The big difference here is agency.  Babies have no agency.  Life happens to them, and they just have to deal with it.  Novices have full autonomy and are deciding on their own path and learning as they walk the direction they choose to go.  Whether they have someone advising them or not, the choice in what steps to take is ultimately theirs.

“Baby Witch” is Diminutive and Degrading

“Baby Witch” is diminutive and degrading because it denies newbie witches their personal agency.  It relegates them to status as helpless beings who need to be cared for, and who are incapable of deciding what is best for themselves.

It implies that the “Baby Witch” needs to simply absorb whatever is being told to them, and lacks the ability to be discerning about their own education, needs, and desires.  It ignores the fact that the “Baby Witch” is in fact capable of tremendous agency, and may already have learned a great deal before consciously deciding to start down a witchy path.  It insists that the “Baby Witch” needs to be carried down the path to becoming a “true” witch, rather than letting the novice walk their own path.  It strips the “Baby Witch” of the validation of self-confidence, and implies they are wrong if they have any.  It denies them their personal power.

Using the term “Baby Witch” also implies that more experienced witches are inherently smarter, wiser, more aware, more knowledgeable, and more skilled than the newbie.  Sadly, that is not a guarantee, for there are witches of all experience levels who lack one or more of those qualities.  Age and experience are required to truly develop those traits, but age and experience alone do not guarantee those traits will be developed.

We must each figure out for ourselves where our paths lead, and what to label ourselves. No one else can do that for us. Image by Arek Socha from Pixabay

Calling another witch a “Baby” also ignores the fact that a witch is a witch, no matter the level of experience.  No one is required to add a qualifying or modifying label to define the kind of witch they are.  You can if you wish to, but it is not required.

A witch is a witch because that is what they choose to call themself and their path, no matter if they started on that path today, or one hundred years ago.  Given the profoundly individual and unique natures of witchy paths, it is entirely possible you will not fit into any particular broader classification of witch.  I certainly do not.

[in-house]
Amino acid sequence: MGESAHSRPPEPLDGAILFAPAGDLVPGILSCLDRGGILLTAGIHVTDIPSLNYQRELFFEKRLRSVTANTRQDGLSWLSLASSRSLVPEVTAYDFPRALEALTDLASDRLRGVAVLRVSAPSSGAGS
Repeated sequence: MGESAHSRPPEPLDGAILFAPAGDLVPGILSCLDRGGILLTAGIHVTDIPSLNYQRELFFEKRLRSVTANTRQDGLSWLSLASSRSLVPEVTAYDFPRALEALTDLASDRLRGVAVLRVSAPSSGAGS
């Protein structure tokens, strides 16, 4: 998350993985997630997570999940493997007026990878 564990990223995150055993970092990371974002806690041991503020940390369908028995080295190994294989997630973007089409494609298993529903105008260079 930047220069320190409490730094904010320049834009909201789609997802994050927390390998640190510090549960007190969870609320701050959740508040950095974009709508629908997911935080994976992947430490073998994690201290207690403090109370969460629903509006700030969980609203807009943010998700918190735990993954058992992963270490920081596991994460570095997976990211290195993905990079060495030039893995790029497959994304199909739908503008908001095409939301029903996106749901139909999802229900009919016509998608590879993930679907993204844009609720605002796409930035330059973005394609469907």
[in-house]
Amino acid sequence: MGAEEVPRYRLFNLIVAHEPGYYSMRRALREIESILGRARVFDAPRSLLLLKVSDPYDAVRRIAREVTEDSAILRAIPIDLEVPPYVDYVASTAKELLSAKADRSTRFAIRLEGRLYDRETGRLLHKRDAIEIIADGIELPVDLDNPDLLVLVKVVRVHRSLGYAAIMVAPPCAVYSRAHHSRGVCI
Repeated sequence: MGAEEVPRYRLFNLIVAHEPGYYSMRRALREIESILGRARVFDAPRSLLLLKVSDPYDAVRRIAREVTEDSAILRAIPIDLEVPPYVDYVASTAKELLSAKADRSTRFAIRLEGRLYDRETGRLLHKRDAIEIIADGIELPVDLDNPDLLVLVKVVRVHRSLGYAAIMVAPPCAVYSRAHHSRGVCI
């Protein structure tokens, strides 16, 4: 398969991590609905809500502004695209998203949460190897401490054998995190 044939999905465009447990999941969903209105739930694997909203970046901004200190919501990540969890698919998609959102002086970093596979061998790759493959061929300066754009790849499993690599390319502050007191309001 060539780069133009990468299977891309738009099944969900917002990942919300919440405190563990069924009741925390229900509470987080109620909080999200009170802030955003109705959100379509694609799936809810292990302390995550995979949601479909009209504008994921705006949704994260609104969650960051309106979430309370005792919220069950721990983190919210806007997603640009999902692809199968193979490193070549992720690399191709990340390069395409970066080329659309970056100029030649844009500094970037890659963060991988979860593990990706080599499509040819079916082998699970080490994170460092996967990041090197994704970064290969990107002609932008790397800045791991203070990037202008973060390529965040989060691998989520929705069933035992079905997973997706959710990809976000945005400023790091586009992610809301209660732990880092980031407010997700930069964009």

The Contradictions of Using “Baby Witch” in Regards to WitchTok Hexing

As I mentioned above, I have seen the witches involved in the Witctok hexing controversy frequently referred to as “Baby Witches”, both in commentary and in memes.  In these cases, “Baby Witch” is definitely being used in a derogatory fashion, to demean and belittle those who are supposedly doing all this hexing.

“Baby Witch” is being invoked as a label specifically to infantilize those being labeled, to imply that they are like errant children who need more supervision, and most likely a spanking to teach them better.  Alternately, it is being used because the commenter is acting as an adult defending the “Baby Witch” from attackers.  I do not know if the witches doing these hexes are actually newbies or not, but the label is being justified by the perception of TikTok as used predominantly by people in their teens or early twenties, who are more likely than not new to the craft.  However, I am certain not all TikTok witches are newbies, and it is disrespectful to make such an assumption.

Even more contradictory, though, are the statements which infantilize WitchTok witches, and then go on to imply these witches actually are capable of accomplishing something by hexing the fae, moon, and sun.  (Spoiler alert: NONE of us are capable of that, no matter how skilled or experienced.  We are, after all, human.)